As Brian Ainsley Horn says, 

It’s not magic. They’ve simply figured out why authority status is given to some people — and it’s not for reasons you might think. It’s not because they’re the smartest, most educated in their field or the best at what they do. And it’s certainly not because they call themselves the expert, guru or authority.

Take Richard Simmons. After diet pills and super restrictive diets made his hair fall out, he finally lost weight using moderation and fitness. And then he decided to show the world exactly how he did it. 

He’s not the most educated in fitness and diet. He doesn’t have a Ph.D. in nutrition. But he does create daily updated content for his followers. He has a daily messages and inspiration on his website, newsletter, YouTube channel, Twitter and Facebook page.

And all this came after he built up his reputation creating high energy VHS workout videos like “Sweating to the Oldies”. 

In short, he creates a lot of authority building content that actively works to get people into his circle. 

As you build authority, you meet one big competitor who does NOT think you are very smart

Ah, your brain. My brain. Our brains.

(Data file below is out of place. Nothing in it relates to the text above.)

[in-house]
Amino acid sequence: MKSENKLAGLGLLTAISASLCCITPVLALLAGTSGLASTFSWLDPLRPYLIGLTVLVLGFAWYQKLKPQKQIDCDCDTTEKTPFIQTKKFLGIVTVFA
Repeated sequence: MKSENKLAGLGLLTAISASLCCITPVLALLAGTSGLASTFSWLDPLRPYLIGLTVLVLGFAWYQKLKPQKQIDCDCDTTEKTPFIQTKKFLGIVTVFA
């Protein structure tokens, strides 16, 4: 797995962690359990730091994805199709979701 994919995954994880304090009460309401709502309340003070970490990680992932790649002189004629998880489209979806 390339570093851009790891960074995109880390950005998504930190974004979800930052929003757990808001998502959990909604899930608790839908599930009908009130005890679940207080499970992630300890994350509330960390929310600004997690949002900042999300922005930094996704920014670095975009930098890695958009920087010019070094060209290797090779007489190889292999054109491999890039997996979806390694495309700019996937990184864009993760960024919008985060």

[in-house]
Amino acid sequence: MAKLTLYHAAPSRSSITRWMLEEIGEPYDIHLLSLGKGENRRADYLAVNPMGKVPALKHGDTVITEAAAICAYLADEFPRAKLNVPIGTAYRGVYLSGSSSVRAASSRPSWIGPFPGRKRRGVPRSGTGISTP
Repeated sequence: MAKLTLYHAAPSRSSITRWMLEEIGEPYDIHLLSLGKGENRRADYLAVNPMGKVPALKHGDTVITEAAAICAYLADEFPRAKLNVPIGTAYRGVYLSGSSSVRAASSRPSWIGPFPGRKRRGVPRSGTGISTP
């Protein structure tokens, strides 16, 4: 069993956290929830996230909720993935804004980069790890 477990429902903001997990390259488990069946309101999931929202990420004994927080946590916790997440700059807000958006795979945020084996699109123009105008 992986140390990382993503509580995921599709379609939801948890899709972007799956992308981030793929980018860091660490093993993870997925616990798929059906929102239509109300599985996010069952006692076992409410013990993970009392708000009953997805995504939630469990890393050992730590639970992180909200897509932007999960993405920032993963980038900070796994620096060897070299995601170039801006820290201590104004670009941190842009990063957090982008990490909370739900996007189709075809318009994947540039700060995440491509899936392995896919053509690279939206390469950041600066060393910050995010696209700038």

Built to keep us safe. Designed to tell us, “Shut up, idiot. Who asked you?” 

Whoever thought that the biggest thing getting in my way really was me? It’s trite. It’s the stuff of after-school specials, if those were still a thing, which, yes, I wish they were.

The single most important thing I did when I started The Authority Project: hire Linda Perry, a copywriter turned mindset coach. She worked with me to help me understand the reasons why I was so afraid of authority building and how to move past it. 

I knew that fear and rejection and visibility were freaking me out and causing me to do nothing, so it only made sense to work on my mindset. 

I had a lot of things to work through and it took me most of the last two years to change the narrative in my own mind so that I was able to accomplish my goals. 

Along the way, I discovered:

Procrastination was getting in the way – big time

I am a killer procrastinator. Not with client work because I feel confident in the work I produce, but with growing and marketing my business. I could make a short article take a month.